Yesterday, I played a game in class to practice numbers from 1-100. It’s an old favourite of mine. I played the game with a group of ten year olds. I can’t say that I invented it because I didn’t but I don’t remember where I found it either. It’s a simple way of revising numbers.
1. Write 1-100 on the board.
2. Draw an arrow pointing upwards and write higher next to it.
3. Drill the pronunciation of higher.
4. Draw an arrow pointing downwards and write lower next to it.
5. Drill pronunciation of lower.
6. Tell the children that you’re thinking of a number between 1- 100.
7. Write the number secretly on a piece of paper.
8. Ask for a volunteer to start.
9. The volunteer says the first number and you respond by saying higher or lower.
10. The game continues until the children guess the number correctly.
I like playing this game to revise numbers because it involves slightly higher order thinking skills than BINGO! It's not always easy for children of primary age to work out higher and lower values so this game helps with mathematical competence as well.
Wednesday, 29 September 2010
Monday, 27 September 2010
I saw this activity at a CLIL training session the other day and really liked it, so I thought that I’d share it with you. Although it was demonstrated in a CLIL setting it is perfectly doable in non-CLIL classes. Imagine you are at the end of a unit about travel.
1. Take 40 or so words that you want to revise.
2. Write a definition for about 20. (1. Where you stand and wait for your train –PLATFORM see image)
3. Give out a sheet of paper with the words on.
4. Put the class into groups.
5. Let each group read through the words.
6. Teacher reads out definitions and students guess the word.
7. Only give each group 30 seconds then change group.
8. Do a couple of rounds.
The timed element makes it fun. It’s really simple but effective! Many thanks to Trevor who shared this with us.
Sunday, 26 September 2010
If I were a mother and my blog were my ‘baby’ I would be guilty of severe neglect. I‘ve lost my ‘mo-jo’ or I didn’t have it in the first place! After a busy period in May and June, I died a death in July, August and September. I really hoped to get back into blogging in September but it just hasn’t happened. Now I’ve finished with some cat neutering action and finally sorted out my timetable, I’m going to make more of an effort to write a few posts and keep up with all the great ELT blogs out there. How on earth do Karenne Sylvester, Alex Case and Jason Renshaw do it?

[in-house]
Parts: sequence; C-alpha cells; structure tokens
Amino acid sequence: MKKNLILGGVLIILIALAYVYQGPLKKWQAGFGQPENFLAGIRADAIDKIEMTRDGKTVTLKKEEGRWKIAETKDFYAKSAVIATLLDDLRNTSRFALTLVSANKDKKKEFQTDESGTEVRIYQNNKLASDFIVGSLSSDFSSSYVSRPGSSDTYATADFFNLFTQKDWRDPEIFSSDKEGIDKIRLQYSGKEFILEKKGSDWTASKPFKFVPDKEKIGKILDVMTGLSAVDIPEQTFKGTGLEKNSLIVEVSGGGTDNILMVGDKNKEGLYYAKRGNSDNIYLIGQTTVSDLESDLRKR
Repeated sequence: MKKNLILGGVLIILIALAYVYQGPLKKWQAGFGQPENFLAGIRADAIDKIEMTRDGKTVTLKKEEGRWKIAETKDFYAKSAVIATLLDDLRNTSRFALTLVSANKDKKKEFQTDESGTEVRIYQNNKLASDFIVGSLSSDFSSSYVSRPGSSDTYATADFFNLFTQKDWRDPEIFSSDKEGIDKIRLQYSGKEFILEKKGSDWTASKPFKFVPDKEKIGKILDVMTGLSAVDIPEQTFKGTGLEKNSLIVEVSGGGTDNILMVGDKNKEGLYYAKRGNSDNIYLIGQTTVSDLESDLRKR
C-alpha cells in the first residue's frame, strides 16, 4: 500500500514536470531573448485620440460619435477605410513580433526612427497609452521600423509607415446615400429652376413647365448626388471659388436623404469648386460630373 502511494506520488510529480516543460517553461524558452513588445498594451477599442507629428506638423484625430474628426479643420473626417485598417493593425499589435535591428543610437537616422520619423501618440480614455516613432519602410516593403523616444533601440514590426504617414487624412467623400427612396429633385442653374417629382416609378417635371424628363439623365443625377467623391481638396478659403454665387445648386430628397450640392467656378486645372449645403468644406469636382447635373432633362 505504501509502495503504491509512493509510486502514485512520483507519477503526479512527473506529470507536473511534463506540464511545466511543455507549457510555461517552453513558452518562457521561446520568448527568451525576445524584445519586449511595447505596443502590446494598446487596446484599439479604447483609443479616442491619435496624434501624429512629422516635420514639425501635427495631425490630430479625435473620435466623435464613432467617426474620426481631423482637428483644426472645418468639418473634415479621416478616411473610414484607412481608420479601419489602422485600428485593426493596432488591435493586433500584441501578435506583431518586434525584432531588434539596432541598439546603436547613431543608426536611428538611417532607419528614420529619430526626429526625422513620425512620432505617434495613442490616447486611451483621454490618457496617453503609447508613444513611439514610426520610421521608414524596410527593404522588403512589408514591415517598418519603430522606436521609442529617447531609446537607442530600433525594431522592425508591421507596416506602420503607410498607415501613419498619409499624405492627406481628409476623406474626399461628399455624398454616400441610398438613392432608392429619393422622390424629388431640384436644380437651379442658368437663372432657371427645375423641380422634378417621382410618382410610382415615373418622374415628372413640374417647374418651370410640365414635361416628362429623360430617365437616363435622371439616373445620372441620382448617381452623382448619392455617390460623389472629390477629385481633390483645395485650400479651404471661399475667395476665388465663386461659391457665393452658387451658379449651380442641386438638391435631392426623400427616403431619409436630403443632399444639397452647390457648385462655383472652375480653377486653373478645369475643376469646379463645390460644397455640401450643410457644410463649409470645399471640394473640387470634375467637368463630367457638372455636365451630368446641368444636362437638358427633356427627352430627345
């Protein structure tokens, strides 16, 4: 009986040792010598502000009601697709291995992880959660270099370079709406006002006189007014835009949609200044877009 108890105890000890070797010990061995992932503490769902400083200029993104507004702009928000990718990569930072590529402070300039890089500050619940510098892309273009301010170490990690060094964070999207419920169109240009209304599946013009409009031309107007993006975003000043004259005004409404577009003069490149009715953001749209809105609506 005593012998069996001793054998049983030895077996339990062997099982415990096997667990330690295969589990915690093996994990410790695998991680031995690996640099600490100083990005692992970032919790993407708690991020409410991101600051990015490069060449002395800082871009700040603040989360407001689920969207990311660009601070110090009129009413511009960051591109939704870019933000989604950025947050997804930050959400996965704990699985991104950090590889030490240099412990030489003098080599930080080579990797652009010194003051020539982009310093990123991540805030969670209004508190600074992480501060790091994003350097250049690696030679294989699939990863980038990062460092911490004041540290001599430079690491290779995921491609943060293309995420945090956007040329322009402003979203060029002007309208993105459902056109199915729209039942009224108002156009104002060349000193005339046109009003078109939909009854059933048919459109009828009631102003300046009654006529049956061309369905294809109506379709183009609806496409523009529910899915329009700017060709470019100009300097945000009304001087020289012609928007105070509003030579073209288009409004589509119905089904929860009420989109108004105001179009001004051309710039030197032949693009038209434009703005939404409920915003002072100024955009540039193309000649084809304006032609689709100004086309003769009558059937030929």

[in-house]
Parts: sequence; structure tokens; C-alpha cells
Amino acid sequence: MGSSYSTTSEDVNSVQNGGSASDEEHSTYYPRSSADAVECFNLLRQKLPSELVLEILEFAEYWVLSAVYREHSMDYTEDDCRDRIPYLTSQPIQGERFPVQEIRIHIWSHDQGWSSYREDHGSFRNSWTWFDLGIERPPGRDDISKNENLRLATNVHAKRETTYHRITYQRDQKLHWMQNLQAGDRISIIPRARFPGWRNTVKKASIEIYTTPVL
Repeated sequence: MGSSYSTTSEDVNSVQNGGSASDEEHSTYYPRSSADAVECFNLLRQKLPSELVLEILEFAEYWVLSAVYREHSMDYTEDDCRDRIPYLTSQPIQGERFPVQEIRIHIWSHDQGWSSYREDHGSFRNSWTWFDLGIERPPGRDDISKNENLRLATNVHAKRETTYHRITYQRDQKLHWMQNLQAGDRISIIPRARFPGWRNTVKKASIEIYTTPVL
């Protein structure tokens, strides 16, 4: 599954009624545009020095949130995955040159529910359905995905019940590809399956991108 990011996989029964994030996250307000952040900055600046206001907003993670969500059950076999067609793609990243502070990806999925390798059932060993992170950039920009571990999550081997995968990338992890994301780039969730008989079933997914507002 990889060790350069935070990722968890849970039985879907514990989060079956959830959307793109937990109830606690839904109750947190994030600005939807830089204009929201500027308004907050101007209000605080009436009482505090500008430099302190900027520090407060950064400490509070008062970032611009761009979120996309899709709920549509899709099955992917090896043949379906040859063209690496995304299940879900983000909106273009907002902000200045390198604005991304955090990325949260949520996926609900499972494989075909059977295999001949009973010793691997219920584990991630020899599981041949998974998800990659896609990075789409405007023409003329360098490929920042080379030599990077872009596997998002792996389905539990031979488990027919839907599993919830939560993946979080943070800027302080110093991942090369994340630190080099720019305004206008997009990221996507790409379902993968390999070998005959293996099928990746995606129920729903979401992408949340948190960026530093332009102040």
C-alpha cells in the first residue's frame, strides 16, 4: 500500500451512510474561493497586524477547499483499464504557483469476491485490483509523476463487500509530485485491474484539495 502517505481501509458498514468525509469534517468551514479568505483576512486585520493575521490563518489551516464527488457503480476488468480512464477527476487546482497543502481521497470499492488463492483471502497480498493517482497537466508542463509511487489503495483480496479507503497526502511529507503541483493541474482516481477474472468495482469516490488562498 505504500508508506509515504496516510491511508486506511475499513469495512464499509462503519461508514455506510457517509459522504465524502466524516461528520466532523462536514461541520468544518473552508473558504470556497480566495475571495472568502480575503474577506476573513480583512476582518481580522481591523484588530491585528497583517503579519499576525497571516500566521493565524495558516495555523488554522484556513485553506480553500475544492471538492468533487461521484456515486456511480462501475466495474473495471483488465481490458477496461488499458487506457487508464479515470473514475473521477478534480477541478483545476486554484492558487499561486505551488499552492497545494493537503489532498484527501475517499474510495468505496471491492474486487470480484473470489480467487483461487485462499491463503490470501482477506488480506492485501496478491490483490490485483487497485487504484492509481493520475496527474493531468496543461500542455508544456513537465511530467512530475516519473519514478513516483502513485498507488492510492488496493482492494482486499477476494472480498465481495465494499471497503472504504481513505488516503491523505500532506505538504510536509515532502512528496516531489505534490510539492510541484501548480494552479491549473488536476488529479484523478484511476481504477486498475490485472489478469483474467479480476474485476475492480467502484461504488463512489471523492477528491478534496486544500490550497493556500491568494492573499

Wednesday, 1 September 2010
No matter what names you give your groups, children are not stupid they are in fact quick at realising they have been labelled or assessed by the teacher. Jayne Moon in Children Learning English.
I inherited a group of such kids this year. The thickie group. Now of course I didn't label them, (well not aloud ) it was their peers who did this. We all know that kids can be extremely mean. I inherited my little group from the English 'specialist'. For those of you who don't know, I work as a language assistant in a state primary school alongside non-NEST teachers of English.
I was asked to take my group around early springtime when I suspect the teacher couldn't take much more. The children came from a large class of about 26 10-11 year olds. A 'problem' class with quite a few kids uninterested in school, underachieving and from difficult homes. To be honest I often wished I could get out of going to their class and did. It's not very nice but it's true. In general I left the class frustrated and pretty annoyed with certain individuals.
The individuals that really got my goat (annoyed me ) turned out to be a couple of the ones that I inherited. I actually relished the chance of getting them on their own to see if I could make a difference. It was a bit of a science experiment in the beginning. These were kids who were rude to the teacher and other students, argumentative, uncooperative, failing and only ten years old. When I was in class with them and 24 other kids I have to say that I didn't really like them (their behaviour). They really, really annoyed me and I would have been much happier if they hadn't been there. Bad huh?
I'm happy to report that after teaching them in a small group of 6 they became two of my favourite students. We achieved limited success in their marks but we made friends and they started to enjoy English, they stopped acting out (behaving badly) in class. They started to do their homework regularly and became a pleasure to teach.
How did we do it?
1. I started out with the rules. They told me the rules and I added a couple more and then I made sure they were enforced without exceptions. They respected the rules and I never raised my voice to them. This was a minor miracle for them as most teachers spent all of the class constantly shouting their names.
2. Instead of negative attention I praised them for doing their work.
3. We had fun. We played games that got them out of their seats and used their energy.
4. We made a contract if they didn't do their homework three times in a row they were excluded from our special class.
5. I was strict when I had to be and let things go if they were of no 'real' importance.
6. I had high expectations for them and told them so.
7. We worked together as a group and we learned that we weren't The thickie group. We had so much fun that very soon other kids were asking to come with us which made us feel SO superior!
Three years ago I had no idea how difficult it can be to teach in a state school where your English class is such a mixed bag. I've always been privileged to work in private language schools where the children are assessed and grouped according to their level, where parents are involved and where behaviour is never a 'real' problem.
I'm a better teacher for having taught the thickie group and I hope they're better for being part of it too!